[2] In the original, the scribe wrote “the words of designs” but crossed out “words of” correcting the text to read “works & designs”. See: : the-papers, Revelations and Translations, Manuscript Revlation Books (2), Revelation Book 1, pages 3-4.

[3] Later edits will soften this rebuke somewhat. When published in the 1833 Book of Commandments as “Chapter II”: “thou mayest fall” becomes “if thou art not aware thou wilt fall.” And by the time the same text was included in the 1835 Doctrine and Covenants as “Section XXX,” the line “therefore repent of that which thou has done & he will only cause thee to be afflicted for a season & thou art still chosen” became “therefore repent of that which thou hast done, which is contrary to the commandment which I gave you, and thou art still chosen”.

[4] This changed when the text was edited. The text in the Book of Commandments read: “Therefore, repent of that which thou has done, and he will only cause thee to be afflicted for a season, and thou are still chosen…” The altered text in the D&C reads: “therefore, repent of that which thou hast done, which is contrary to the commandment which I gave you, and thou art still chosen…” which retroactively introduces God as “I”.

[5] These prophetic compositions (now usually referred to as “revelations”) were often initially called “commandments” and were collected, edited, and published in the Book of Commandments (1833). They were later edited again and rebranded as “covenants” when included in the Doctrine and Covenants (1835). This first revelation became “Chapter II” of the Book of Commandments and “Section XXX” of the 1835 D&C. (It’s now Community of Christ D&C 2 and LDS D&C 3.)

This series is cross-posted on Wheat and Tares.

Reading the Book of Mormon in 2014 with Fresh Eyes

BooksOfMormonIn the new year 2014, I’m going to read the Book of Mormon.

I’ve opined more than once that as a major work of American literature, the Book of Mormon is unfairly ignored by readers outside the Restoration tradition. I believe the book can (and should) be read as an epic of the young American republic in the first generations after the revolution. With a few exceptions like Harold Bloom, most non-Mormons have either followed Mark Twain’s humorous panning of the text (as impenetrably boring)[1] or they’ve disregarded it altogether.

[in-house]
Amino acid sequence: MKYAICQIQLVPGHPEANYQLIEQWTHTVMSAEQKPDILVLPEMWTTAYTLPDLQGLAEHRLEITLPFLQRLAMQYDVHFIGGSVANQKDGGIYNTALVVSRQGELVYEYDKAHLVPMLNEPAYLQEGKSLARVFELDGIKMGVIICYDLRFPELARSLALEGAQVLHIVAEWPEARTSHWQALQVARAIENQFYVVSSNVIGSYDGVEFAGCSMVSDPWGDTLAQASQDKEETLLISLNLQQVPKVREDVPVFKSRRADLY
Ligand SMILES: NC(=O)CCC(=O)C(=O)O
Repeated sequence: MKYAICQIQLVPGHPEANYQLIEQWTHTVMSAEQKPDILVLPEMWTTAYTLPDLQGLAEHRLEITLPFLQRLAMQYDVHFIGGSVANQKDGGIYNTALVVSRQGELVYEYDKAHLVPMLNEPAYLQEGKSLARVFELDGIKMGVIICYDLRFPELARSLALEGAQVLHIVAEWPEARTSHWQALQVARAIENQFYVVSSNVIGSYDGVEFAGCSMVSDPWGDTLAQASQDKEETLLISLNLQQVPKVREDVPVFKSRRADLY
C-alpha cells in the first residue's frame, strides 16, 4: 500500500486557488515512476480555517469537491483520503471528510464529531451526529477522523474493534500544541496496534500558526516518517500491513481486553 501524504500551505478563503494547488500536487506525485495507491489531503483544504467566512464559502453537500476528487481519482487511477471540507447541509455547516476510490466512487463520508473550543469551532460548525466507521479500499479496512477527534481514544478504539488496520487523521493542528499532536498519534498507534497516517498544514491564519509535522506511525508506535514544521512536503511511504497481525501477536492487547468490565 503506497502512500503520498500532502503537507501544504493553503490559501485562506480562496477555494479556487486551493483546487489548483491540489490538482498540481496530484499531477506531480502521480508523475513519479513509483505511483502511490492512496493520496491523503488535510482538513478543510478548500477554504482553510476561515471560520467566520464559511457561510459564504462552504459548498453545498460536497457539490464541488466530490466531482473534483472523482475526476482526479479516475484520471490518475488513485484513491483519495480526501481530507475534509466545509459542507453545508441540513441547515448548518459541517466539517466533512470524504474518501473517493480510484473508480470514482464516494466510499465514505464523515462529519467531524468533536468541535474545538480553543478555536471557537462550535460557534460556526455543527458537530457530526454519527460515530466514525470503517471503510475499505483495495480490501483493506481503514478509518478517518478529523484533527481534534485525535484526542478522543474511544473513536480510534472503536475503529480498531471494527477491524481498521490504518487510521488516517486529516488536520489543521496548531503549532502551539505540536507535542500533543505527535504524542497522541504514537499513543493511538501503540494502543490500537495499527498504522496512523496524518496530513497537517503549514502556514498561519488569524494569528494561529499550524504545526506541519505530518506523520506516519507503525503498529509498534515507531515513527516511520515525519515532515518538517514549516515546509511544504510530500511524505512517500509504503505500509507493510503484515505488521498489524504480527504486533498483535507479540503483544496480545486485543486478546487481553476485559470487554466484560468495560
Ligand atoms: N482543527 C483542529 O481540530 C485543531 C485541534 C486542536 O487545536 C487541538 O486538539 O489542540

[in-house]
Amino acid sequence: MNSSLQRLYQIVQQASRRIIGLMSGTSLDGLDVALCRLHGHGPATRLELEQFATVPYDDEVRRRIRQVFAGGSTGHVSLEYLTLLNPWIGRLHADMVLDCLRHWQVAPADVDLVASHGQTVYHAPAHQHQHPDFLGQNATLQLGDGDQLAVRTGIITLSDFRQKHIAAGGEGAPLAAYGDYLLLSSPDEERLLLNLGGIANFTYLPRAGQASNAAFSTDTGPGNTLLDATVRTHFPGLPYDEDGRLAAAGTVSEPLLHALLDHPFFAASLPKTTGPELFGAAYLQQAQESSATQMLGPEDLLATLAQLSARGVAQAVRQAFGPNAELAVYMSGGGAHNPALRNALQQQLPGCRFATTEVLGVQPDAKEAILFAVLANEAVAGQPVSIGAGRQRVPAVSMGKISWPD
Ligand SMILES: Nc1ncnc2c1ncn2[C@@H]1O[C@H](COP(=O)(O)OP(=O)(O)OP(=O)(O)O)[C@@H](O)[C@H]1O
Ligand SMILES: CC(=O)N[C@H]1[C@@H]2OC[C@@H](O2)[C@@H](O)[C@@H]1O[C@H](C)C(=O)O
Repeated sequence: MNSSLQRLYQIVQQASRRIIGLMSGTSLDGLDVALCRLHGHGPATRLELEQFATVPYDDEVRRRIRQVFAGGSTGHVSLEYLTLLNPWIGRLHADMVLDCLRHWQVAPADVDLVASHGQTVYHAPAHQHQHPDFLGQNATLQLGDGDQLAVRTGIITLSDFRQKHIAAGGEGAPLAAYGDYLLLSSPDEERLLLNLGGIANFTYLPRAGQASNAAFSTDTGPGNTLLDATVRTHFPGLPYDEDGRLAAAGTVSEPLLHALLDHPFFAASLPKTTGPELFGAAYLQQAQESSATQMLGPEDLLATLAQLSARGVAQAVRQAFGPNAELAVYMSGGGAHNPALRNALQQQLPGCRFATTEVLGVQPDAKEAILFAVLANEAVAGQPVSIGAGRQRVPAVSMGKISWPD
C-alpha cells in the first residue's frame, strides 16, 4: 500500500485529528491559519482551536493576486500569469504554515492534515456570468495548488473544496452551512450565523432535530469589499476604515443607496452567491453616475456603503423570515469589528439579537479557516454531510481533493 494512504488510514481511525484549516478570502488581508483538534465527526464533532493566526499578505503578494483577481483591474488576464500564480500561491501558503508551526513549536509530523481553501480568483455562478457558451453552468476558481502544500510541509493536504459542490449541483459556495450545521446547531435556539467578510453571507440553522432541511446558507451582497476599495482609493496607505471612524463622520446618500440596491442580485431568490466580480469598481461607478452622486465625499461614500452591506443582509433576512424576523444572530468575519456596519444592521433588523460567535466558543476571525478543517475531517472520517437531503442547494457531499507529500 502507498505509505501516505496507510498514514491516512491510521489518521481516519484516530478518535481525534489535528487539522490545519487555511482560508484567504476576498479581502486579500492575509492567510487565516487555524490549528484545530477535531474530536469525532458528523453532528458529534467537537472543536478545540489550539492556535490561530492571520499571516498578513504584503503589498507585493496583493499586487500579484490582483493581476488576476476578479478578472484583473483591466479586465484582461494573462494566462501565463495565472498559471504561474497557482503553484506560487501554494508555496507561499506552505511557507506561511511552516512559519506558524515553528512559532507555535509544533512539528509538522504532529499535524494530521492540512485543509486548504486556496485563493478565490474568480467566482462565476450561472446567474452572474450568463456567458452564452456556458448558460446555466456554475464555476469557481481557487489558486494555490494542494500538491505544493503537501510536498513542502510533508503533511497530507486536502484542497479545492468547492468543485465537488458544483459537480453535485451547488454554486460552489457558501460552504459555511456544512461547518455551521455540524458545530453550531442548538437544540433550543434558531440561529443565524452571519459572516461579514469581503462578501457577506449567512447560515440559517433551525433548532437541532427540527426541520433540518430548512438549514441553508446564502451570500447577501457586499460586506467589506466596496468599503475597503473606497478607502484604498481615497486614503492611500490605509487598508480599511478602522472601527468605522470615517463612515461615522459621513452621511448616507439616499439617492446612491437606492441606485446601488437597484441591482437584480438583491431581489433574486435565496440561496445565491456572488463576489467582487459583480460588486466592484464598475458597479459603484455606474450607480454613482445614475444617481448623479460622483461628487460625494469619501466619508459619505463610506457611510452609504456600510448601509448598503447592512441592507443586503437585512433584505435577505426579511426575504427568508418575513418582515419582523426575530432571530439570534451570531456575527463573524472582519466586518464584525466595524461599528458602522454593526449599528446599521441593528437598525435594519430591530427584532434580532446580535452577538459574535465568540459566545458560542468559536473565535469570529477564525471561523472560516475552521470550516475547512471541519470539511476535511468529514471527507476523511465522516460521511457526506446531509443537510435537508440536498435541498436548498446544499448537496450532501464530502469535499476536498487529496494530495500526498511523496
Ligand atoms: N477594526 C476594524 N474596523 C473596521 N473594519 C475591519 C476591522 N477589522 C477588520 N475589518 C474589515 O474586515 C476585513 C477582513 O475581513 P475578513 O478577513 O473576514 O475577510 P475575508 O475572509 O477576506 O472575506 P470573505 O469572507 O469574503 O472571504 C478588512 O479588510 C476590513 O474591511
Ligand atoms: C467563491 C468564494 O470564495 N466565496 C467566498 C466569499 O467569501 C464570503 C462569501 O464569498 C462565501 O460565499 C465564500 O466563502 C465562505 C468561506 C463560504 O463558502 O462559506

Even within the Restoration tradition, the book has tended to be used in particular ways. For the earliest members in the 1830s, the Book of Mormon was apparently more important as a sign of the end times and prophetic authority than as a source of theological content for preaching.[2] Over the years I suspect that readers within the tradition have tended to read the text as a history book — in keeping with the idea that the religion of Mormonism has history in place of a systematic theology. Recently, for many readers committed to reading the text as a literalistic history of the ancient Americas, this has led (in my opinion) to substantial distortions of its original meaning as the book is reframed through the prism of our ever-expanding knowledge of actual Meso-American history.  (In Community of Christ, it’s been read less and less according to informal feedback from members in my own congregation and around North America, with many people unsure how to approach the book anymore.)

I’m planning to approach the text differently. Instead of reading the book as a sign of Joseph Smith’s prophetic authority or the authority of one of the successor churches of the religious movement he helped found or trying to read into it a history of the ancient Mayans or Olmecs, I’m intending to read the Book of Mormon for its theological and philosophical content. To better understand this content, I’ll attempt to place it within Joseph Smith’s immediate context — the fervent North American Protestant religious revival in early the 19th century known as the “Second Great Awakening.” I’ll try to read the stories for what they are trying to teach as stories, rather than as histories of past events. I hope to track the early development of Joseph Smith’s religious thinking and how it influenced the early Restoration, but I also want to see how I will find meaning in the Book of Mormon’s theology and philosophy for those of us living now in the 21st century.

I think I’m returning to the Book of Mormon with a unique vantage. On the one hand, I’m fairly knowledgeable about the background history of its composition and publication and I think I’m rather familiar with its contents in a general sense. But I haven’t actually read the book cover to cover since I was a young teenager. I’m therefore approaching the text with eyes that are at once informed but also somewhat fresh.